The recalled products were distributed to Connecticut, Maryland, New Jersey, North Carolina, New York, Pennsylvania and Virginia. Thus far seven people, all of whom have been hospitalized, have fallen ill.

FDA recommends that consumers, restaurants and retailers do not consume, sell or serve any of the recalled cheeses. The agency also states that anyone who purchased of received the recalled products use “extra vigilance in cleaning and sanitizing any surfaces and containers that may have come in contact with these products to reduce the risk of cross-contamination.”

FDA

FDA Responds to Subcommittee Report on Toxic Metals in Baby Food

By Food Safety Tech Staff
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FDA

Following a report released nearly two weeks ago about the potential danger posed by toxic heavy metals found in baby foods manufactured by several major companies, FDA has issued a response. The report, “Baby Foods Are Tainted with Dangerous Levels of Arsenic, Lead, Cadmium, and Mercury”, was released by the U.S. House of Representatives Committee on Oversight and Reform Subcommittee on Economic and Consumer Policy on February 4. The Subcommittee stated that FDA should require baby food manufacturers to test their finished products for toxic heavy metals and require any toxic heavy metals be reported on food labeling. It also stated that FDA should set maximum levels of toxic heavy metals allowed in baby foods.

“The FDA has been actively working on this issue using a risk-based approach to prioritize and target the agency’s efforts. Consumers should know that FDA scientists routinely monitor levels of toxic elements in baby foods, along with other foods consumed in the country’s diet, through the Total Diet Study,” the agency stated in a CFSAN update. “Further, the FDA also monitors baby food under the FDA’s compliance program for Toxic Elements in Food and Foodware, and Radionuclides in Food and through targeted sampling assignments.”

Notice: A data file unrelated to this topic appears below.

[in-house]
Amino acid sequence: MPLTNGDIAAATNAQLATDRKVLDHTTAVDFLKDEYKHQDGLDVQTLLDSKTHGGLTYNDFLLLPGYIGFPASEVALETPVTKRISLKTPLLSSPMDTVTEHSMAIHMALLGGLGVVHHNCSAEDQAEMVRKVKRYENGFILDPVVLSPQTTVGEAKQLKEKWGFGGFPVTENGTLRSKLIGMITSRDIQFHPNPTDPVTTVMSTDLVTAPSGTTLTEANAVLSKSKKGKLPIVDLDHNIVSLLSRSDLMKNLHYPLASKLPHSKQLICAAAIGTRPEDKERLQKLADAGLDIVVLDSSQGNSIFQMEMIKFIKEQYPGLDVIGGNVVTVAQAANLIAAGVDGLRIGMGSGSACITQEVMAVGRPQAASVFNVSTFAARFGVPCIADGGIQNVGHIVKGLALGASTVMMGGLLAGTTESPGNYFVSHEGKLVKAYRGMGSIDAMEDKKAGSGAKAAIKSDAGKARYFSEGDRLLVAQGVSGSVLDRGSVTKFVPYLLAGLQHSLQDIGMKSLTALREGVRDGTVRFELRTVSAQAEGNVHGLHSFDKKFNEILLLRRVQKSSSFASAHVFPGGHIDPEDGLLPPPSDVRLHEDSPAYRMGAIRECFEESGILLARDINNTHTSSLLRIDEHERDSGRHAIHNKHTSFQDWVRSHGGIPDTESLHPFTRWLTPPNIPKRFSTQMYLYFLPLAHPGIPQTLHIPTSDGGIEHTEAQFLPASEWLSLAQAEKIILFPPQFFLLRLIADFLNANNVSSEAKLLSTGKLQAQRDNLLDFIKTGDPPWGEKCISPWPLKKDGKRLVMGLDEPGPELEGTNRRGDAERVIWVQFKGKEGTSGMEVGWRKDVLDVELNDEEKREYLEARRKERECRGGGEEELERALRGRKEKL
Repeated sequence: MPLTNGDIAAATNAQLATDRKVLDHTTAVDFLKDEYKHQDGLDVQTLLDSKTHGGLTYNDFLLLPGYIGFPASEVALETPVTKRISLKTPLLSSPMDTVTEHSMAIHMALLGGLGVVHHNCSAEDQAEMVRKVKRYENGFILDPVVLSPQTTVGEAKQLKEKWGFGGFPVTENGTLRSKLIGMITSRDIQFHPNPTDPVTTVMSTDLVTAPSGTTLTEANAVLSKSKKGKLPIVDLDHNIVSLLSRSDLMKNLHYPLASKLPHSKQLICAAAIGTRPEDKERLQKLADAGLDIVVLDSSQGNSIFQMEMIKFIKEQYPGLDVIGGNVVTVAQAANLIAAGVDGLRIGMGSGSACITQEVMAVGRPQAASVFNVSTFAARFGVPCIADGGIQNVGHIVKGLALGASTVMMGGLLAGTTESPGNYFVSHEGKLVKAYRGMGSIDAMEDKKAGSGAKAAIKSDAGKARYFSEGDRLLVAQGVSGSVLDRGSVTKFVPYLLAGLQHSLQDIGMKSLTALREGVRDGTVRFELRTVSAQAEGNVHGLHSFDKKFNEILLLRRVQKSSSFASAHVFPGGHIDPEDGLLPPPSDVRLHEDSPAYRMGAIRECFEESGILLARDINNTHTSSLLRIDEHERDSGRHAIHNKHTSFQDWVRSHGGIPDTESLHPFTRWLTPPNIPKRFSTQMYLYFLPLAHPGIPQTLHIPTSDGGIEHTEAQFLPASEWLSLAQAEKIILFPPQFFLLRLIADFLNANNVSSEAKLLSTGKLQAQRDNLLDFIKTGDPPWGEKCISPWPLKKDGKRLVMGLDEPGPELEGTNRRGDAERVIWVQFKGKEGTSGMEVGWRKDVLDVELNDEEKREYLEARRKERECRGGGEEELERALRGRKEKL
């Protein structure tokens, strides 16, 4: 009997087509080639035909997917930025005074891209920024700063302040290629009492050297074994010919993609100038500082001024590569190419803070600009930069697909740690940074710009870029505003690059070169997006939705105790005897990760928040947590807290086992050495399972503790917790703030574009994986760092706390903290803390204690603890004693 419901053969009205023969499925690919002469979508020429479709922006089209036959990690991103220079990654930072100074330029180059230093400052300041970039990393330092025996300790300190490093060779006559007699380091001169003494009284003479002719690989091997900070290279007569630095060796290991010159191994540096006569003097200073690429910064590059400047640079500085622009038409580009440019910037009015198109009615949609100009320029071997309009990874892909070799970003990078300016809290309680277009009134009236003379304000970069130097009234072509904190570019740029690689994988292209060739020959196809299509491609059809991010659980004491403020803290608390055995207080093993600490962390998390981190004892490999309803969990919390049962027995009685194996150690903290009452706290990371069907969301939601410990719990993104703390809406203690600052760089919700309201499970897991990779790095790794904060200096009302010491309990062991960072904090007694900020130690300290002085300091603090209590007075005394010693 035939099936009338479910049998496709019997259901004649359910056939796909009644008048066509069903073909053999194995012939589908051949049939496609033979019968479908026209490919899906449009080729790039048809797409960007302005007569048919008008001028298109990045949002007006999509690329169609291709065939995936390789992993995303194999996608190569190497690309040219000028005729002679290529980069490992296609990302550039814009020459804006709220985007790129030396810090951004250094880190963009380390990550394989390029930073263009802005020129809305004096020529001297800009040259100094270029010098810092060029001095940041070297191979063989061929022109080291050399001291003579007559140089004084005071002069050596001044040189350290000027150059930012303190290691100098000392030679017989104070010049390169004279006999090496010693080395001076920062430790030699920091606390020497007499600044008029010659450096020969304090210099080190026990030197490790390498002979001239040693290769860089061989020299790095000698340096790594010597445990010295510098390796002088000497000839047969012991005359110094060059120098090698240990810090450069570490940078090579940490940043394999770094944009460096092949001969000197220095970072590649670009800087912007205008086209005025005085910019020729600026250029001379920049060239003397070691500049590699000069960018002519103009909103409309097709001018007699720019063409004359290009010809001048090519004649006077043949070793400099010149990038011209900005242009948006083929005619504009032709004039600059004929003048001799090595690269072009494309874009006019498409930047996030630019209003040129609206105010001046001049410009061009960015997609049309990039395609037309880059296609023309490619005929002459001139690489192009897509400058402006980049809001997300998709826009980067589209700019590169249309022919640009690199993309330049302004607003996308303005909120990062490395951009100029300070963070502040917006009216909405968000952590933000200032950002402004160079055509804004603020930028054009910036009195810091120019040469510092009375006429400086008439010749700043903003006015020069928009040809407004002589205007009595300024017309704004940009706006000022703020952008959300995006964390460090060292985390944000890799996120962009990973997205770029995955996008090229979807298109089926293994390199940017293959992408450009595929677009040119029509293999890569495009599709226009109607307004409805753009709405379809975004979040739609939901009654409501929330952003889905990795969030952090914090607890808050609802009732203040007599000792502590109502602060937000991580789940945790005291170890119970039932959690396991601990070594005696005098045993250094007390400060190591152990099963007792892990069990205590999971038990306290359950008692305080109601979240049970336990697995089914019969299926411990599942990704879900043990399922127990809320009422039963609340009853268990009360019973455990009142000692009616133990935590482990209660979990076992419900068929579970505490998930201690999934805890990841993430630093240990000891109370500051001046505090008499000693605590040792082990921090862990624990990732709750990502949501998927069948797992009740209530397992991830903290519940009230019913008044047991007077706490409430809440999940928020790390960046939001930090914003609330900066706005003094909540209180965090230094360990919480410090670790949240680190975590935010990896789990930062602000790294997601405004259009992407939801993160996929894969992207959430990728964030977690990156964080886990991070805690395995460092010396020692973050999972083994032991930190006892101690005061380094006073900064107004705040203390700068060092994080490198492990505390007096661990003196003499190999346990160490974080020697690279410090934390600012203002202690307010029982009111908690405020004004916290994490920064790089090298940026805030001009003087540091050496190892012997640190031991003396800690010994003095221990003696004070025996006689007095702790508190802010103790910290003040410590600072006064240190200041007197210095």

FDA cited its work in sampling infant rice cereal for arsenic, which it says has resulted in safer products on the market, along with its recent court order to stop a U.S. company from distributing adulterated juice that had potentially harmful levels of inorganic arsenic and patulin (a mycotoxin).

The CFSAN update, however, did not specifically address the companies or baby foods called out in the Subcommittee’s report.

Bretty Gray, DNV

Ask the Expert: What Is Blockchain for the Food Supply Chain—Explained Simply

Bretty Gray, DNV

Why do we need traceability solutions for the supply chain?

Brett Gray: Supply chains changed from a linear model to more like ecosystems. Raw materials and ingredients are traveling from multiple sources multiple times, and you are no longer relying on a single supplier, but, rather, on a large number of suppliers and an entire new network of people, who enable you to accomplish the objectives for your business. These new ecosystems have made things more complex, and forced companies to change their business models, forming multiple relationships, thus storing data in multiple locations. As a result, consumer trust has shifted from known brands to products. With multiple sourcing of raw materials or ingredients by [previously] trusted producers, consumers want to know, how these ingredients were grown, transported and stored. Consumers are looking now at the labels, rather than logos. While consumers are asking for proofs of origin, quality, social responsibility and sustainability, brands are struggling to share about all efforts and investments made into specific products, as well as create engaging for this or that group of consumers touch points.